'No, Nana, no!' I shouted. But as I reached the other side of the fence and stopped in front of her, the trunk splintered onto the fence, collapsing the poles and snapping the electric current. I ran to the fence and snatched at the wires. The herd was almost on top of us.

I pleaded with the agitated animals. I told Nana again and again that this was her home. She looked at me and, for at least ten minutes, we held eye contact as I kept talking.

Suddenly, as if baffled by the fuss, she turned and backtracked into the bush. Weak with relief, I realised that my relationship with the herd had changed - for ever.

Extracted from The Elephant Whisperer by Lawrence Anthony with Graham Spence, published by Sidgwick & Jackson on 6 June at £12.99. (c) 2009, Lawrence Anthony and Graham Spence. To order a copy (p&p free), tel: 0845 155 0720.

Article and photos at:

Link to this post 25 Jun 09

Though this book isn't East Africa, it is an extremely heartwarming story and well worth the read.

I tried to purchase it on here in the US, but they wouldn't have it available until November.
Thus I logged on to and was able to purchase it right away.

I am now 3/4 of the way through the book and don't want it to end. I think anyone who is fascinated by elephants will truly enjoy it.

Link to this post 25 Jun 09

Thank you so much Jan!

I searched the net and found his site from which I copy in some more info:

by Roy Watts

Situated a two hour drive north of Durban, Thula Thula is built on a giant lawn and has an ambience spawned by his perfectionism and the French flair of his charming partner Franoise. It is also a gourmet paradise. Roaming around the hills and valleys of this pristine wilderness are impala, kudu, nyala, zebra, giraffe, rhino, warthog, hyenas and the love interest of this tale, Nanna, matriarch to a band of reformed elephant delinquents.

After watching a savage Carte Blanche documentary on the brutal taming of the Tuli elephants. Lawrence made an unsuccessful attempt to acquire some of these unfortunate animals, but they had already been placed in various game reserves. The Elephant Manager and Owners association learned of his need and came to light with a herd of seven jumbos from Mpumalanga, and they were darted, loaded on trucks, sedated and sent on a nine hour road trip.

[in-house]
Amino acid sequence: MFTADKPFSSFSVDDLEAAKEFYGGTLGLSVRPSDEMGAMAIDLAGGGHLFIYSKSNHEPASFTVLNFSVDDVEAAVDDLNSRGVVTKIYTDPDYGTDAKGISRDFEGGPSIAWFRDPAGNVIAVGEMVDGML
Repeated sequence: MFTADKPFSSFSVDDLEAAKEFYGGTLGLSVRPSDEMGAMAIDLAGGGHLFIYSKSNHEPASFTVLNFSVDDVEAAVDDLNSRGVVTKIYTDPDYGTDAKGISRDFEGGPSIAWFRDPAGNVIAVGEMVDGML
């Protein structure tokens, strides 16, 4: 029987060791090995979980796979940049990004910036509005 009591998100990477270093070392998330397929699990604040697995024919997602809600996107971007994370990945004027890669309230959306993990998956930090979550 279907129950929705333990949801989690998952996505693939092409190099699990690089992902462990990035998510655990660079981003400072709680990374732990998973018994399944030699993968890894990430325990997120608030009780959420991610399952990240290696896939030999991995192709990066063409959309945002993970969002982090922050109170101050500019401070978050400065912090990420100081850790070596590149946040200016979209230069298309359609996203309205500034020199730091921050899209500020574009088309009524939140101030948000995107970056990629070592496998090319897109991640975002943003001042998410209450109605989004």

On arrival at Thula Thula they were corralled into an electrically fenced boma to be acclimatised prior to release. This didnt suit them at all, and by 5am the next day they had flattened the boundary fence with a huge Tamboti tree and started the long walk to the freedom of the North. A frantic search ensued, lead by the attractive blonde Franoise asking all and sundry in her deep French accent whether they had seen a herd of seven elephants go by.

In an area that hadnt seen a jumbo for at least a century, this must have seemed slightly south of surreal, to say the least. A helicopter joined the search, located the animals, and in a skilful piece of flying the pilot managed to herd them back to within 20 metres of Thula Thula. But night was falling and the wily Nanna retreated into thick bush, and under the cover of darkness they managed to reach and break into the Umfolozi Game reserve. Here the truants really let rip. They broke into an anti poaching unit cabin, scattering bedding, clothes, and rations all around the countryside. If that was not enough, in a stunt akin to schoolboys debagging a headmaster, they then charged and traumatised the senior manager of Umfolozi.

At this point KwaZulu Natal Wildlife stepped in with a check into the history of the animals, coming to the conclusion that they were incorrigible, and that permission should never have been given to re-locate them to Thula Thula in the first place. Their immediate inclination was to shoot Nanna and the adults, then return the rest of the herd to the wild. Lawrence Anthony meanwhile was offered R100, 000 for the herd by a Chinese Zoo agent, who then mounted an assault on his initial reluctance by gradually upping the bid to R300, 000.

Jumboed out as he was after their high-jinks, it is a tribute to his resolve that he managed to walk away from this offer to throw himself at the feet of the KZN Wildlife in a plea for a second chance. Reluctantly they relented and under the threat of a death sentence for a repeat performance, they were darted and returned to the Thula Thula Boma, now wisely bereft of Tamboti trees.

Dawn broke, and with it a hung-over and seriously ticked off herd of elephants put on a full display of their restlessness. Mindful of the extermination threat, Lawrence decided that he was going to stay close to them for as long as it took to gain acceptance. For the next two weeks, 24 hours a day, he lived at the boma, constantly patrolling the perimeter talking and singing whilst they stomped around mad as hell, flapping their ears, trumpeting and showing all the signs of great elephantine displeasure.

After a fortnight of chatting and crooning, and close to being classified as a hoarse-whisperer, he decided to take a coffee break up at the house. When he left the air was thick with malice and resentment, but on his return a palpable calm had taken its place. Cautiously he approached the fence, and stood face to face with Nana the matriarch. In a scene that could have been culled from The Taming of the Shrew, she tenderly put her trunk through the electrified wires and started gently touching him. At this point Lawrence decided that it was now or never and he released the herd into the Thula Thula reserve.